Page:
Riverkeeper Groups Still Seeking to Remove ADEM Authority over NPDES Permits
By T. Michael Brown, Bradley
In a continuation of an ongoing battle, seven environmental groups (Cahaba Riverkeeper, Choctawatchee Riverkeeper, Friends of Hurricane Creek, Black Warrior Riverkeeper, Friends of the Locust Fork River, Alabama Rivers Alliance and the Sierra Club Alabama Chapter) recently filed an appeal to the 11th Circuit seeking to have it review the January 17, 2017, Agency Order issued by the United States Environmental Protection Agency (EPA). The January 17 Agency Order was the EPA’s Final Response to Three Petitions to Withdraw Alabama’s Authorization to Implement the Clean Water Act (CWA) National Pollutant Discharge System (NPDES) Program.
Under the CWA, discharges of pollutants into the nation’s waters are generally regulated under the NPDES program. The CWA gave EPA the authority to issue and enforce NPDES permits. States may apply to EPA for authorization to administer the NPDES program. In 1979, EPA approved the application of the Alabama Department of Environmental Management (ADEM) to administer the NPDES program in Alabama. ADEM currently continues to administer the NPDES program. EPA does have the authority to withdraw the NPDES program administration when a state program fails to comply with the CWA and its regulations, and when a state fails to take corrective actions.
Starting in 2001, and continuing with supplemental and new petitions through 2015, various environmental groups have petitioned EPA to withdraw ADEM’s authority over the NPDES program. EPA consolidated all of the various petitions and supplements and elected to address them all at one time. In 2014, EPA had issued an Interim Response to the petitions and supplements that had been filed through that time. In its Interim Response, EPA generally concluded that the petitions did not warrant withdrawal of ADEM authority; however, EPA did raise some significant concerns with ADEM, but elected at that time to give ADEM an opportunity to address those concerns prior to any final decision.
In the Final Response, EPA affirmed those issues that had been determined in the Interim Response and proceeded to consider the deferred issues of “General Adequacy of Penalty Assessments,” and “Insufficiency of Resources to Implement NPDES Program.” EPA determined that neither of those issues rose to the level to warrant initiation of withdrawal proceedings.
With regard to the Adequacy of Penalty Assessments, EPA began by noting the importance of penalties in deterring violations and incentivizing compliance. EPA noted that it had reviewed ADEM penalty actions and also evaluated processes that ADEM uses for assessing penalties. In its review, EPA found that ADEM was improving its overall procedures for assessing penalties; however, it did note that ADEM needs to improve its assessment of economic benefit in enforcement actions. In fact, EPA referenced two ways in which ADEM could do so: (1) by issuing any penalty only after the engineering of the injunctive relief portion of any enforcement action, or (2) by estimating the costs of the compliance measures.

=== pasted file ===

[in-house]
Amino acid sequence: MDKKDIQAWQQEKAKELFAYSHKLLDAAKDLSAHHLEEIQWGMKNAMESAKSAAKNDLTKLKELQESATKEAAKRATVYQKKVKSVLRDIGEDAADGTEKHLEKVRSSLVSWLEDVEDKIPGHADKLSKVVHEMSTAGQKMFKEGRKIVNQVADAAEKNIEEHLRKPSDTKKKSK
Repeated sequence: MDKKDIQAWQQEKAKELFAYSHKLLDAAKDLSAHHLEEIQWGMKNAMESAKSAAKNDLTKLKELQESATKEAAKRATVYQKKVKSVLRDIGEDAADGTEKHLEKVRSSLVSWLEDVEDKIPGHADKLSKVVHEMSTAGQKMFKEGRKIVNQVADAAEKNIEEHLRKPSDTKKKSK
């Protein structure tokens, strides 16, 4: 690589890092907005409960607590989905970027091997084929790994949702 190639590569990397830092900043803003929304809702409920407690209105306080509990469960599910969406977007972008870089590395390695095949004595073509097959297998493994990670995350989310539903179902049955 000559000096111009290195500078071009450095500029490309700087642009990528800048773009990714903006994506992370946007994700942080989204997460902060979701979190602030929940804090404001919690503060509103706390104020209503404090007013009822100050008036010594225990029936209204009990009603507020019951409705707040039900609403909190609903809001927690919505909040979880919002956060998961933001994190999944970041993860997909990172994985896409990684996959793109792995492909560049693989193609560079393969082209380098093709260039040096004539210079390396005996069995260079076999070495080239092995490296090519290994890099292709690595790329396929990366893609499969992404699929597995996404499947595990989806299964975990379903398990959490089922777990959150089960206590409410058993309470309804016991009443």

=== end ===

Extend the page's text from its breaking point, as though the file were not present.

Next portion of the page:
With regard to the allegations relating to Insufficient Resources for ADEM to implement the NPDES program, EPA walked a fine line. EPA noted that ADEM’s budget had been significantly reduced, which caused it some concern. However, EPA noted that in spite of the lack of resources, ADEM has been able to implement an adequate NPDES program over the years. EPA settled on a finding that withdrawal of authority over the NPDES program due to inadequate funding was not warranted at this time, but left open the possibility of future action, noting that further cuts to ADEM’s budgets might well harm ADEM’s ability to administer the NPDES program itself.
What does this mean for you? As an initial matter, the critiques of ADEM within the Final Order may lead to a few changes in how ADEM handles the permitting process and how it handles future penalties. First, due to budgeting constraints and issues, you should expect to continue to see the costs charged by ADEM for permits and reviews and the like to continue to climb. This adds costs to any project. Second, with regard to penalties, one may well see an increase in penalty amounts in enforcement actions as ADEM looks to implement the costs of compliance within its penalty procedures.
The appeal to the 11th Circuit may lead ultimately to a withdrawal action. This would mean that ADEM would no longer have the authority to administer the NPDES program within Alabama, and that EPA would instead administer that program — change which could certainly affect construction and development in Alabama for years to come. Interested parties might seek to intervene in the petition to the 11th Circuit, or perhaps seek to file a friend-of-the-court petition to make its thoughts known on this issue.
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